This section is from the book "Science Of Legal Method", by Ernest Bruncken. Also available from Amazon: Science of Legal Method.
The thought, then, contained in a statute may mean any thought that can be found in it, so that a statute may contain two, three, five, or any number of thoughts, any one of which may possibly be the correct one. The principles of interpretation, therefore, must be fit to help us not merely to find the possible thoughts concealed in the text, but also to select from all possible thoughts found the correct one. There are various tests by which to distinguish the correct thought. Formerly, when I had looked at the matter exclusively from the point of view above described as the first one, I believed that the decisive criterion was the intention, and that the intention in the mind of the legislator could be discovered, more or less definitely, from the motives of those who had promoted the passing of the statute. I no longer believe that this is the most important consideration, although I do not deny that a certain importance attaches to this point of view.
The principal consideration is rather this: Among the possible interpretations of the statute we are to select that which gives to it the most reasonable and salutary meaning, and which will produce the most beneficial effect. It is hardly necessary to justify this proposition; for it is self-evident that legal life prospers best where statutes have the most rational and efficient meaning. The main business of legal science should be to serve legal practice by making the law reasonable. This truth has been obscured by making an idol of subjective interpretation. When this misconception is removed, the truth appears clearly enough. Only when, from this point of view, several meanings are conceivable so that beneficial results may be expected from one interpretation as well as from another-only then will it be necessary to trace the connections of the various statutory provisions and to prefer that interpretation which will make the statute most consistent with itself and most organically constructed in detail. In such cases we shall have to pay particular attention to the proper relations of the various provisions found in the whole body of the law of the country. For a salutary state of the law means that the several statutes dovetail into each other rather than present a scattering mass of unrelated provisions.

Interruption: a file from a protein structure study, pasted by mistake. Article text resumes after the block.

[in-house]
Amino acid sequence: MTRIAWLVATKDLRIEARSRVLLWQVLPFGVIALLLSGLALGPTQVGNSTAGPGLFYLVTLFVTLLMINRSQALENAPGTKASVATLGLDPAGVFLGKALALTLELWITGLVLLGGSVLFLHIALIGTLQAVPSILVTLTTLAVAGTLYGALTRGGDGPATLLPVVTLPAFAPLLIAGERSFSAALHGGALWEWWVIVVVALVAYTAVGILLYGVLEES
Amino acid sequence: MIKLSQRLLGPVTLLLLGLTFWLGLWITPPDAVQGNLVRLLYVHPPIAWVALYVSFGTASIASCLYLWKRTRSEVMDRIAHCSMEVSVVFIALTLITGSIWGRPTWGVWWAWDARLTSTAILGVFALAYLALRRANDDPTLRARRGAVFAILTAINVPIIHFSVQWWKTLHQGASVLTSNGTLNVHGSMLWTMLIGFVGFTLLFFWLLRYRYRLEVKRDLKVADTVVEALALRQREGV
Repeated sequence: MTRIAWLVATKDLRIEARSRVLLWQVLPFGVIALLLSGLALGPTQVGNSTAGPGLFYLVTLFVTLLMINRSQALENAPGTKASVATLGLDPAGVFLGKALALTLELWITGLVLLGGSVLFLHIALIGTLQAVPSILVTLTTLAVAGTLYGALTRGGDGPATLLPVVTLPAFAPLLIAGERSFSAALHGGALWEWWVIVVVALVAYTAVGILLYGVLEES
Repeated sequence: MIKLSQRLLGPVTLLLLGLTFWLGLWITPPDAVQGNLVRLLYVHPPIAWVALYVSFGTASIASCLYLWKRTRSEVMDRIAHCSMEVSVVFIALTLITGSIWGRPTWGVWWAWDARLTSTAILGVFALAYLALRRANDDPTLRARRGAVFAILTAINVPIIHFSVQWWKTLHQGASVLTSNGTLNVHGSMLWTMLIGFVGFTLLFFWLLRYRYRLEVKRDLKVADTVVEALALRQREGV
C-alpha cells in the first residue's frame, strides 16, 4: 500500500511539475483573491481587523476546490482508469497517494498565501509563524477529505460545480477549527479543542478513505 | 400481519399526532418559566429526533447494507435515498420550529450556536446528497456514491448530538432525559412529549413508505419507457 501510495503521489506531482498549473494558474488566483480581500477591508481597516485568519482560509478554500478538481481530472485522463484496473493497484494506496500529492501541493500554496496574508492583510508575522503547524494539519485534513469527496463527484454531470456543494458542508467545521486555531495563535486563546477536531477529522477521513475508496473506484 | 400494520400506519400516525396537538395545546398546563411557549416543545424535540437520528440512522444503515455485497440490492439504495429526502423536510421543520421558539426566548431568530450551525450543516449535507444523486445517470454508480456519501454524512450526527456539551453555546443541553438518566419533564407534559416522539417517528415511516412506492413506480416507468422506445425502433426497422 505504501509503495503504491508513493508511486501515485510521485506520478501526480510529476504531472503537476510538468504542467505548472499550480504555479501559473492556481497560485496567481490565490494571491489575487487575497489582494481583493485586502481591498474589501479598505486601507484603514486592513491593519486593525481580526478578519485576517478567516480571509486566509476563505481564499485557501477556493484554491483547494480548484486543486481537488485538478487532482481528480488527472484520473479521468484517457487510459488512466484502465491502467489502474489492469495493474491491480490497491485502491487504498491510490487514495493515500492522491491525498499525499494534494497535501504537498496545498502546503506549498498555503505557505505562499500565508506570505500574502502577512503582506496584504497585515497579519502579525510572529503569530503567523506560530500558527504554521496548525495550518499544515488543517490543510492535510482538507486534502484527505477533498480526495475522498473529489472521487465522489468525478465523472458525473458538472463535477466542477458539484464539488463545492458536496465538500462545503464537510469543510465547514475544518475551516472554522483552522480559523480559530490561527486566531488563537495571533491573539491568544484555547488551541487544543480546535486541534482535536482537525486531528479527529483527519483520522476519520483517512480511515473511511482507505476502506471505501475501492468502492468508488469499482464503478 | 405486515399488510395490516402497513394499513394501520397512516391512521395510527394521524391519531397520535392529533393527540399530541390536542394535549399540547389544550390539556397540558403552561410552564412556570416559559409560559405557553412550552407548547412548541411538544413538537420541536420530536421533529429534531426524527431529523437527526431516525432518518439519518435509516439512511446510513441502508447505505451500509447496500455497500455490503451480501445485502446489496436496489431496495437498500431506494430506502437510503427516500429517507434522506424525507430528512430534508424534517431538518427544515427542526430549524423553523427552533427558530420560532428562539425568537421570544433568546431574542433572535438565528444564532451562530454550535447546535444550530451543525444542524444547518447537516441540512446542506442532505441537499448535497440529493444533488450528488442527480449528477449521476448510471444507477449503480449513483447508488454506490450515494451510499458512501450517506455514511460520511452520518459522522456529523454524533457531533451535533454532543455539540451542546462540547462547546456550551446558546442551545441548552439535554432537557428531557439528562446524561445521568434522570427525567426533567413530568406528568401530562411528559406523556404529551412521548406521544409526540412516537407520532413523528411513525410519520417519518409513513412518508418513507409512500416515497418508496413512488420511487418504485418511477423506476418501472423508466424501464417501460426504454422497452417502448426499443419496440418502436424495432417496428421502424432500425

If even this is not sufficient to obtain a clear result, it will be permissible to consider the purpose the law has in view and to inquire what objects, fears, and desires were agitating the community at the time when the law was adopted in order to supply a want felt by society. This also is proper enough; for it is quite right that whenever the other ways of interpretation do not satisfy us we should adopt an interpretation which is not only the most reasonable but which also comes nearest to what the statute had in view.